// for more control, you can do this
// but mime types that are not defined use default behaviour
router.ServeStaticFiles("/static/*filepath", http.Dir("/public"),
        StaticFileOption{MimeType: "text/css", CacheExpire: 24 * time.Hour},
        StaticFileOption{MimeType: "text/javascript", CacheExpire: 1 * time.Hour},
    )

Just another possible way of doing it..

einthusan commented Jan 24, 2015

@whit3 lol... okay well to be honest, I have been working on a closed source full-featured go web framework for the past 1.5 year, and we did some benchmarks on the gzip packages available, and the cgo based package by youtube/vitess project was amazingly better. Hence, I got convinced into making sure you didn't get to put go's standard gzip package in here. But of-course, a simple web application wouldn't care and probably just needs something that works out of the box without complications.

I actually don't have any problems at all using the workaround as that is what my web framework is doing, and there wouldn't be much of an impact to me even if this issue wasn't closed. However, it would affect others that need a simple solution, so I'd admit defeat only on that point.

Aside from that, I've been thinking if it would make sense to open-source the framework that I have been working on as a team, but not sure the current Go crowd would understand why there has to be another web framework among many others. But that's beyond the scope of this issue. :)

You win!

By the way, you can probably do something like this.

type StaticFileOption struct {
    MimeType    string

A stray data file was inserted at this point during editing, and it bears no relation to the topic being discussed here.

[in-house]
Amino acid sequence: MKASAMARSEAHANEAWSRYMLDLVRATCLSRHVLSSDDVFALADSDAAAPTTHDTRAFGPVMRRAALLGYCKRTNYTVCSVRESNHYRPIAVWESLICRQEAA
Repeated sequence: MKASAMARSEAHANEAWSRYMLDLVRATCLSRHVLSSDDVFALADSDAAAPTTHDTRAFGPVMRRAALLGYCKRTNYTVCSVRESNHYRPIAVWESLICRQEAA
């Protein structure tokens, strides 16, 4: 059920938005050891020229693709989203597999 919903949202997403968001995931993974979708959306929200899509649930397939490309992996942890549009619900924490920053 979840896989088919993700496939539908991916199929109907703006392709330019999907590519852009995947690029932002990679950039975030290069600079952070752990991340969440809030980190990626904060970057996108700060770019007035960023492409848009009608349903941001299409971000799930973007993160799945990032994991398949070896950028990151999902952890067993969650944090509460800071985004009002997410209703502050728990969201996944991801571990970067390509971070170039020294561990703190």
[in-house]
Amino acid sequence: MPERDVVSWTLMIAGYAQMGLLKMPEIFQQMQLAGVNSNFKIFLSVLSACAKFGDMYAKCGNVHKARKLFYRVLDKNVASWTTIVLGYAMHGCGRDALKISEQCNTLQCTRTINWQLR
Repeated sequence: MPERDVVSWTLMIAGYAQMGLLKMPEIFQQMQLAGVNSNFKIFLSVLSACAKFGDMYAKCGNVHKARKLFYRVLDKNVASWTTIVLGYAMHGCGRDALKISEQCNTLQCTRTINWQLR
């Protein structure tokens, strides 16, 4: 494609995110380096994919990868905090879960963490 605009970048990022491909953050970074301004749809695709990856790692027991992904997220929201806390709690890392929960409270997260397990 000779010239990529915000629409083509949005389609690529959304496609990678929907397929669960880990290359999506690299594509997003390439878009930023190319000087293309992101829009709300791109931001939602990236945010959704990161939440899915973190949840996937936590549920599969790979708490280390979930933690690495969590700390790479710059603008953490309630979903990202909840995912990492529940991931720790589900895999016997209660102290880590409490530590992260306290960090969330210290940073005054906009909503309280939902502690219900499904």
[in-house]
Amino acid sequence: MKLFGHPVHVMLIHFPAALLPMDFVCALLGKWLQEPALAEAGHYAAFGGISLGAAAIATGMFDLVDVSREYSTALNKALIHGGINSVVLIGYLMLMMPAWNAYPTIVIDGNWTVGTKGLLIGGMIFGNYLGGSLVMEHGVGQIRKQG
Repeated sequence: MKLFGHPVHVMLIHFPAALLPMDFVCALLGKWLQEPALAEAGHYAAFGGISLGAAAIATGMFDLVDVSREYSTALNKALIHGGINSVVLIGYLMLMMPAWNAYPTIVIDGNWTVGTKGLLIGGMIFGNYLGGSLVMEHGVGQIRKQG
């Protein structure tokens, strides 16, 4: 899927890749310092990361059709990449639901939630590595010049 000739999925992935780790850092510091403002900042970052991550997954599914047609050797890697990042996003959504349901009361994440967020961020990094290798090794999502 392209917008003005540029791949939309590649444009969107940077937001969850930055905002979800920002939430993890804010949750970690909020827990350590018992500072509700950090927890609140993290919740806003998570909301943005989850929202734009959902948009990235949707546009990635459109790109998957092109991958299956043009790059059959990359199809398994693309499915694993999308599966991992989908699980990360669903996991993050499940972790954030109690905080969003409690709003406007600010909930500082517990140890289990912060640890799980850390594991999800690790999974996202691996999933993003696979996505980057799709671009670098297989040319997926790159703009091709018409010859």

CacheExpire time.Duration
    GzipLevel   int
}

And here is the examples

// defaults the cache expiry to what google page speed thinks is acceptable (i think 7 days)
// defaults gzip level to 1
router.ServeStaticFiles("/static/*filepath", http.Dir("/public"))
// for more control, you can do this
// but mime types that are not defined use default behaviour
router.ServeStaticFiles("/static/*filepath", http.Dir("/public"),
        StaticFileOption{MimeType: "text/css", CacheExpire: 24 * time.Hour},
        StaticFileOption{MimeType: "text/javascript", CacheExpire: 1 * time.Hour},
    )

Just another possible way of doing it..

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whit3 Jan 24, 2015

[…] the cgo based package by youtube/vitess project was amazingly better. Hence, I got convinced into making sure you didn't get to put go's standard gzip package in here.

Best GZIP from third-party package vs. basic GZIP from standard library…
For the actual usage of ServeFiles, no matter, it can't go wrong.

By the way, you can probably do something like this.

type StaticFileOption struct {
    MimeType    string
    CacheExpire time.Duration
    GzipLevel   int
}

Why not, but this structure (which is a good idea) should be named StaticFilesOptions and be part of httprouter:

router.ServeStaticFiles("/static/*filepath", http.Dir("/public"),
    &httprouter.StaticFilesOptions{
        MIMEType:    "text/css",
        CacheExpire: 24 * time.Hour,
    },
    &httprouter.StaticFilesOptions{
        MimeType:    "text/javascript",
        CacheExpire: 1 * time.Hour,
    },
)

Aside from that, I've been thinking if it would make sense to open-source the framework that I have been working on as a team, but not sure the current Go crowd would understand why there has to be another web framework among many others.

I'm also developing 2 frameworks (one for REST APIs, another for full websites) with very modular components.

Let the things happen! Nobody refuses new ideas and visions. :)

But I think we are much to develop routers, custom frameworks and other stuff around net/http and I feel like open source frameworks in Go are more like sources of inspiration or temporary tools.